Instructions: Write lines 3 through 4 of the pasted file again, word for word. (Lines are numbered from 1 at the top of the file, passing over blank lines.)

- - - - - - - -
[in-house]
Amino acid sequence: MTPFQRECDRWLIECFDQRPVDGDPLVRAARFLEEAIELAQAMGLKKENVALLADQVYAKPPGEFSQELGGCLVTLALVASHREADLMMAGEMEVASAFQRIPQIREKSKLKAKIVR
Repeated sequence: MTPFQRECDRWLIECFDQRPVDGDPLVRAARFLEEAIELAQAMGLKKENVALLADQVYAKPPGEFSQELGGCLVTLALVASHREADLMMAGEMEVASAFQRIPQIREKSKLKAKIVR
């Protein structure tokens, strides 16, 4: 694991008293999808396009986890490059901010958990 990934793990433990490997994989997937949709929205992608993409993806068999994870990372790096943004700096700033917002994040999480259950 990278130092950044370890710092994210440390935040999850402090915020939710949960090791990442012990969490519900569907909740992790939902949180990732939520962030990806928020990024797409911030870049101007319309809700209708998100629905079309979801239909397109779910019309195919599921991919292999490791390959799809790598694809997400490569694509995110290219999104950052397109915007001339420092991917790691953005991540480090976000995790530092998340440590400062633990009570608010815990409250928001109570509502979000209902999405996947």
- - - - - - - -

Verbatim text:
Repeated sequence: MTPFQRECDRWLIECFDQRPVDGDPLVRAARFLEEAIELAQAMGLKKENVALLADQVYAKPPGEFSQELGGCLVTLALVASHREADLMMAGEMEVASAFQRIPQIREKSKLKAKIVR
């Protein structure tokens, strides 16, 4: 694991008293999808396009986890490059901010958990 990934793990433990490997994989997937949709929205992608993409993806068999994870990372790096943004700096700033917002994040999480259950 990278130092950044370890710092994210440390935040999850402090915020939710949960090791990442012990969490519900569907909740992790939902949180990732939520962030990806928020990024797409911030870049101007319309809700209708998100629905079309979801239909397109779910019309195919599921991919292999490791390959799809790598694809997400490569694509995110290219999104950052397109915007001339420092991917790691953005991540480090976000995790530092998340440590400062633990009570608010815990409250928001109570509502979000209902999405996947």